"The design of the website should be focused on top tasks. No longer should organisations aim for the most comprehensive website possible. Less is better!"

This statement comes from Socitm, the membership association for ICT management with members from 98% of all UK local authorities. This is a big shift in government website thinking.

I remember giving a talk back in 2003 to UK government. There was a big initiative just launched called "Everything online by 2005." I congratulated them and told them that once they had achieved this objective they would need a new one: "Everything Offline by 2009."

Freedom of information is a wonderful concept, but it suffers from unintended consequences. Government websites have too often become data dumps for huge quantities of often low level information that is extremely hard to navigate and is written in lawyer-speak.

Unfortunately, the objective does not seem to be to help the public but rather for the department to be able to say: "We've published it. It's on the website. Job done."

The Top Tasks approach is different. It doesn't measure the input (the content) but rather the output (task completion).

For the last fourteen years Socitm Insight has carried out a comprehensive annual review of UK council websites and published the results in a report called Better Connected. In 2012 the report will substantially shift its focus. Instead of focusing purely on the components of website design such as navigation, layout and content it will now focus on top tasks.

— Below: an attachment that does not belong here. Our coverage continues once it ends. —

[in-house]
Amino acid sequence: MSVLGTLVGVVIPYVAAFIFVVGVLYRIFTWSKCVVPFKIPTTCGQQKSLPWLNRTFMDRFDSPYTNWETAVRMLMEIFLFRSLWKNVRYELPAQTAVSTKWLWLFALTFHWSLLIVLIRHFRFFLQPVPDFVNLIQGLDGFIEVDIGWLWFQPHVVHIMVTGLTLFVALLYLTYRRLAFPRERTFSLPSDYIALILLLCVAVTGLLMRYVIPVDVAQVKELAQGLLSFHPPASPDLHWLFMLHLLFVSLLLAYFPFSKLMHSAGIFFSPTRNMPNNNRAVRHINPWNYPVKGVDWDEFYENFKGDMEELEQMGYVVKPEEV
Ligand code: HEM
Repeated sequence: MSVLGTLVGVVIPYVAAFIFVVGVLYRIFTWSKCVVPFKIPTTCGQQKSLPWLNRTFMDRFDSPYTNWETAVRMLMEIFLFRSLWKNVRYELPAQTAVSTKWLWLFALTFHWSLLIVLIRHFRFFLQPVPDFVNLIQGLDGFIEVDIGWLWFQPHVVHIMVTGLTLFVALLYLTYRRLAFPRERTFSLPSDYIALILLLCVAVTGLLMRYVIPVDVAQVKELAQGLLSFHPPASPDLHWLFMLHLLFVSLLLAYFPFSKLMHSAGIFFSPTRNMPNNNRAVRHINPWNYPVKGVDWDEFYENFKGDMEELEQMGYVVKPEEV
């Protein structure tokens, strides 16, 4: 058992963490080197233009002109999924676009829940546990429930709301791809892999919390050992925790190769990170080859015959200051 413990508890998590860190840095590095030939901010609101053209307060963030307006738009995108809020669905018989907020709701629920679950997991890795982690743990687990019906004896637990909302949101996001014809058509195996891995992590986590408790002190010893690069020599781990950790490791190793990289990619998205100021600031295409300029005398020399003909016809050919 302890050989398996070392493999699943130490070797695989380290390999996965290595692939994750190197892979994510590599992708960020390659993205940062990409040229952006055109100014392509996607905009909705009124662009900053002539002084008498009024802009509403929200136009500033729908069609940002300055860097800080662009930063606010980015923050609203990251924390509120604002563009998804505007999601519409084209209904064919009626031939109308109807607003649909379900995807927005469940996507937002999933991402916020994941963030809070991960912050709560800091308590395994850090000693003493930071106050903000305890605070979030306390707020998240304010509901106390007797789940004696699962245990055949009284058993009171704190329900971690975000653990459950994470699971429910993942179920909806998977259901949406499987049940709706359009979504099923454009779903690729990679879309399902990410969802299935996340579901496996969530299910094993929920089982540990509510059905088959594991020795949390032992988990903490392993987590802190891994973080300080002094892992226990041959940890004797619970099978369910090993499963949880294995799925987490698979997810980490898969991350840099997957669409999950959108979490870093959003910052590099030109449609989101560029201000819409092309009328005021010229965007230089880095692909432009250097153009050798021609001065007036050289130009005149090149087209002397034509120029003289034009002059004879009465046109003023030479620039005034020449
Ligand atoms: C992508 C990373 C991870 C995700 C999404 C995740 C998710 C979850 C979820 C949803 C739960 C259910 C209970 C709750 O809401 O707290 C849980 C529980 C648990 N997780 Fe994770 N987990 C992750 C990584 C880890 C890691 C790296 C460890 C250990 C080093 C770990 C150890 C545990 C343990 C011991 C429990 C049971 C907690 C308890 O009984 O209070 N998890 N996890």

"There is little doubt in the eyes of Better Connected that the concept of top tasks should drive the design of council websites," Socitm states. "We are re-designing our survey completely around this concept because we think that it is the right way to assess the development of council websites, and because we want to encourage all councils to design their website around the concept."

Examples of these top tasks are:

  • Apply for a council job
  • Comment on a planning application
  • Find rubbish collection day
  • Pay a parking fine

This is a tremendously exciting development. Now, we have the possibility of truly measuring the value of government websites. We'll be able to measure, for example, which councils make it easiest for people to find their rubbish collection days.

The whole idea behind Top Tasks is managing the task, not the content or technology. There are three key metrics:

  • Success rates: How many people successfully completed the task?
  • Disaster rates: How many people think they got an answer they think is right but is in fact wrong?
  • Completion times: How long did it take people to complete the task?

"It's very encouraging the way in which web managers have engaged in the debate about top tasks," states Martin Greenwood, Editor of Better Connected. "It has re-invigorated thinking about the purpose of government websites, and about what makes for a successful website. Above all it has placed the customer right at the centre of the discussion."